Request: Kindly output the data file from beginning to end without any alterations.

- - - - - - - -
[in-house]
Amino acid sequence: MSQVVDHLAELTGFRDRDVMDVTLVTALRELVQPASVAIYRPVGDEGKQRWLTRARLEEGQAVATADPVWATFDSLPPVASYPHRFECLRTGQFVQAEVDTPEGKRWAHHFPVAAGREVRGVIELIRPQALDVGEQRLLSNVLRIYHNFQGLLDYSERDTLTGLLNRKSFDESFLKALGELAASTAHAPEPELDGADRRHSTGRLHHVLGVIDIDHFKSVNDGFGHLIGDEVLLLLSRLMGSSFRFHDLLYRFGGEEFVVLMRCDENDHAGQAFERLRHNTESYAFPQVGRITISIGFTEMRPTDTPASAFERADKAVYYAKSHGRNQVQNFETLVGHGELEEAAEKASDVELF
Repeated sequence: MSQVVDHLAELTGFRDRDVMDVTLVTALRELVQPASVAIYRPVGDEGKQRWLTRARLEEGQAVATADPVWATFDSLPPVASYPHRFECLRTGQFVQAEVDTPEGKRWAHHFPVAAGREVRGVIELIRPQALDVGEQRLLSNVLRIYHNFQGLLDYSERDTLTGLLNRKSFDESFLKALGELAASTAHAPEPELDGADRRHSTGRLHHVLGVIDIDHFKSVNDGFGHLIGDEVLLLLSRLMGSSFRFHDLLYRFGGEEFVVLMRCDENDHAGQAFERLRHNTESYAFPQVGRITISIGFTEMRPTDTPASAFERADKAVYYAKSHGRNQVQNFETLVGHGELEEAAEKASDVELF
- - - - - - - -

[in-house]
Amino acid sequence: MSQVVDHLAELTGFRDRDVMDVTLVTALRELVQPASVAIYRPVGDEGKQRWLTRARLEEGQAVATADPVWATFDSLPPVASYPHRFECLRTGQFVQAEVDTPEGKRWAHHFPVAAGREVRGVIELIRPQALDVGEQRLLSNVLRIYHNFQGLLDYSERDTLTGLLNRKSFDESFLKALGELAASTAHAPEPELDGADRRHSTGRLHHVLGVIDIDHFKSVNDGFGHLIGDEVLLLLSRLMGSSFRFHDLLYRFGGEEFVVLMRCDENDHAGQAFERLRHNTESYAFPQVGRITISIGFTEMRPTDTPASAFERADKAVYYAKSHGRNQVQNFETLVGHGELEEAAEKASDVELF
Repeated sequence: MSQVVDHLAELTGFRDRDVMDVTLVTALRELVQPASVAIYRPVGDEGKQRWLTRARLEEGQAVATADPVWATFDSLPPVASYPHRFECLRTGQFVQAEVDTPEGKRWAHHFPVAAGREVRGVIELIRPQALDVGEQRLLSNVLRIYHNFQGLLDYSERDTLTGLLNRKSFDESFLKALGELAASTAHAPEPELDGADRRHSTGRLHHVLGVIDIDHFKSVNDGFGHLIGDEVLLLLSRLMGSSFRFHDLLYRFGGEEFVVLMRCDENDHAGQAFERLRHNTESYAFPQVGRITISIGFTEMRPTDTPASAFERADKAVYYAKSHGRNQVQNFETLVGHGELEEAAEKASDVELF